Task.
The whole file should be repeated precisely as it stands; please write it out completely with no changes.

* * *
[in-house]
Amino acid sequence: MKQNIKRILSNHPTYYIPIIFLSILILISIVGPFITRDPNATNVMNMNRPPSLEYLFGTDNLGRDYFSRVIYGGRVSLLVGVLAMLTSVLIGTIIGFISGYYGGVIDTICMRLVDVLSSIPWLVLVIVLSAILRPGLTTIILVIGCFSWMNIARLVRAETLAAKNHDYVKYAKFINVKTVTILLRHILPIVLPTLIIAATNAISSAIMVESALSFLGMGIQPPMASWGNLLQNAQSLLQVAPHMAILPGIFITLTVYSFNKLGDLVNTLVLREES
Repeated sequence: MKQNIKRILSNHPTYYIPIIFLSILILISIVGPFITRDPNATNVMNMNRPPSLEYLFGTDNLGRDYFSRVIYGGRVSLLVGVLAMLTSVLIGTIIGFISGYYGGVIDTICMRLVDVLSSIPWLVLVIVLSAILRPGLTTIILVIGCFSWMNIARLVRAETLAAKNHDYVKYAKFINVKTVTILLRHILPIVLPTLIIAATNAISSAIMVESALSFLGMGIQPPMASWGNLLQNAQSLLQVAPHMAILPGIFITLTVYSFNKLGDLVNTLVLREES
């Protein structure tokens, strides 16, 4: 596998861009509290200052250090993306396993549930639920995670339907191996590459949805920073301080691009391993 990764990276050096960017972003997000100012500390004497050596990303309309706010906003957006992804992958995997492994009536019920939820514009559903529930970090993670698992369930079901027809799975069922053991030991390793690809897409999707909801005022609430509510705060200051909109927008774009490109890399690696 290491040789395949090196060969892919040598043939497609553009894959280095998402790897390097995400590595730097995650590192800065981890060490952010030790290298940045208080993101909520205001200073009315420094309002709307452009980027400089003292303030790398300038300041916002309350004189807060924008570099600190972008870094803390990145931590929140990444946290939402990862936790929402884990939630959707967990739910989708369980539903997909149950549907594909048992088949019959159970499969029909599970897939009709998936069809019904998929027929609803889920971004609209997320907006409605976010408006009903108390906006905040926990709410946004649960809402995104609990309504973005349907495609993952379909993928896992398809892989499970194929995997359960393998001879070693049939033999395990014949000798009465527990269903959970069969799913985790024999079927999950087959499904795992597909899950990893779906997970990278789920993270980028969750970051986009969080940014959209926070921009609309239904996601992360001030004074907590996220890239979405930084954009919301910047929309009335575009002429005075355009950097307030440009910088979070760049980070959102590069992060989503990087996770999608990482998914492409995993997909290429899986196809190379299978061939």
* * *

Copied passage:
[in-house]
Amino acid sequence: MKQNIKRILSNHPTYYIPIIFLSILILISIVGPFITRDPNATNVMNMNRPPSLEYLFGTDNLGRDYFSRVIYGGRVSLLVGVLAMLTSVLIGTIIGFISGYYGGVIDTICMRLVDVLSSIPWLVLVIVLSAILRPGLTTIILVIGCFSWMNIARLVRAETLAAKNHDYVKYAKFINVKTVTILLRHILPIVLPTLIIAATNAISSAIMVESALSFLGMGIQPPMASWGNLLQNAQSLLQVAPHMAILPGIFITLTVYSFNKLGDLVNTLVLREES
Repeated sequence: MKQNIKRILSNHPTYYIPIIFLSILILISIVGPFITRDPNATNVMNMNRPPSLEYLFGTDNLGRDYFSRVIYGGRVSLLVGVLAMLTSVLIGTIIGFISGYYGGVIDTICMRLVDVLSSIPWLVLVIVLSAILRPGLTTIILVIGCFSWMNIARLVRAETLAAKNHDYVKYAKFINVKTVTILLRHILPIVLPTLIIAATNAISSAIMVESALSFLGMGIQPPMASWGNLLQNAQSLLQVAPHMAILPGIFITLTVYSFNKLGDLVNTLVLREES
């Protein structure tokens, strides 16, 4: 596998861009509290200052250090993306396993549930639920995670339907191996590459949805920073301080691009391993 990764990276050096960017972003997000100012500390004497050596990303309309706010906003957006992804992958995997492994009536019920939820514009559903529930970090993670698992369930079901027809799975069922053991030991390793690809897409999707909801005022609430509510705060200051909109927008774009490109890399690696 290491040789395949090196060969892919040598043939497609553009894959280095998402790897390097995400590595730097995650590192800065981890060490952010030790290298940045208080993101909520205001200073009315420094309002709307452009980027400089003292303030790398300038300041916002309350004189807060924008570099600190972008870094803390990145931590929140990444946290939402990862936790929402884990939630959707967990739910989708369980539903997909149950549907594909048992088949019959159970499969029909599970897939009709998936069809019904998929027929609803889920971004609209997320907006409605976010408006009903108390906006905040926990709410946004649960809402995104609990309504973005349907495609993952379909993928896992398809892989499970194929995997359960393998001879070693049939033999395990014949000798009465527990269903959970069969799913985790024999079927999950087959499904795992597909899950990893779906997970990278789920993270980028969750970051986009969080940014959209926070921009609309239904996601992360001030004074907590996220890239979405930084954009919301910047929309009335575009002429005075355009950097307030440009910088979070760049980070959102590069992060989503990087996770999608990482998914492409995993997909290429899986196809190379299978061939």